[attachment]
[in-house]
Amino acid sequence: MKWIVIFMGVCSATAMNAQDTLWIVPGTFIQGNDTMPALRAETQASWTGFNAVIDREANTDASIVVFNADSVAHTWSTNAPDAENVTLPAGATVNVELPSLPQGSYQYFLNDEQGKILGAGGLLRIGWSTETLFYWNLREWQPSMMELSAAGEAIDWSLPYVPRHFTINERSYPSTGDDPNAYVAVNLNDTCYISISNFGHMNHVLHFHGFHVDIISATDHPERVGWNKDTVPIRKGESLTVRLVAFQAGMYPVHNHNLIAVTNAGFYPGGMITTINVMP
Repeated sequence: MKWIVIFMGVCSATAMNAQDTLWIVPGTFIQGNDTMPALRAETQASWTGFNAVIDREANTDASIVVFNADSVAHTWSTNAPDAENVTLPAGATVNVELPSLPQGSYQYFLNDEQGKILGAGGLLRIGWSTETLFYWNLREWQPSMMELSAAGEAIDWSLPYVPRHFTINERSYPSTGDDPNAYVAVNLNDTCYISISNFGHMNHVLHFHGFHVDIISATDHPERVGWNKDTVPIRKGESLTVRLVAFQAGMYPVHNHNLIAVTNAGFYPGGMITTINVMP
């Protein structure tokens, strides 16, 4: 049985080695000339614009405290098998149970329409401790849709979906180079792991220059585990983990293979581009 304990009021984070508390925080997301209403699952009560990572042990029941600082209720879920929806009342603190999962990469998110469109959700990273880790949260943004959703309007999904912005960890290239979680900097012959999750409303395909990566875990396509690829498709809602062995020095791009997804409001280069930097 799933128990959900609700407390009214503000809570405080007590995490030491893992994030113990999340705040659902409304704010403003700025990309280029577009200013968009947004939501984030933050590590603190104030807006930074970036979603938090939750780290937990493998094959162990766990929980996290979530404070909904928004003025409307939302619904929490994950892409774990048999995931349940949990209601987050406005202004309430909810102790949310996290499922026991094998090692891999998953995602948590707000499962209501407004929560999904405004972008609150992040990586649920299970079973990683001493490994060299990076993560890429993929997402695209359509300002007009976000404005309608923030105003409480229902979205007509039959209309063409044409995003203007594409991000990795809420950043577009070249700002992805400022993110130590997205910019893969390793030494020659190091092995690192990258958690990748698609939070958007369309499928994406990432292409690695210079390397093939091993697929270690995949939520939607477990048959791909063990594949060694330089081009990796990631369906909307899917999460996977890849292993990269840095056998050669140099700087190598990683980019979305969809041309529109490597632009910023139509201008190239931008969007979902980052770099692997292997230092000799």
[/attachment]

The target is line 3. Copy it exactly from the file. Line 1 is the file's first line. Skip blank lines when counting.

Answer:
Repeated sequence: MKWIVIFMGVCSATAMNAQDTLWIVPGTFIQGNDTMPALRAETQASWTGFNAVIDREANTDASIVVFNADSVAHTWSTNAPDAENVTLPAGATVNVELPSLPQGSYQYFLNDEQGKILGAGGLLRIGWSTETLFYWNLREWQPSMMELSAAGEAIDWSLPYVPRHFTINERSYPSTGDDPNAYVAVNLNDTCYISISNFGHMNHVLHFHGFHVDIISATDHPERVGWNKDTVPIRKGESLTVRLVAFQAGMYPVHNHNLIAVTNAGFYPGGMITTINVMP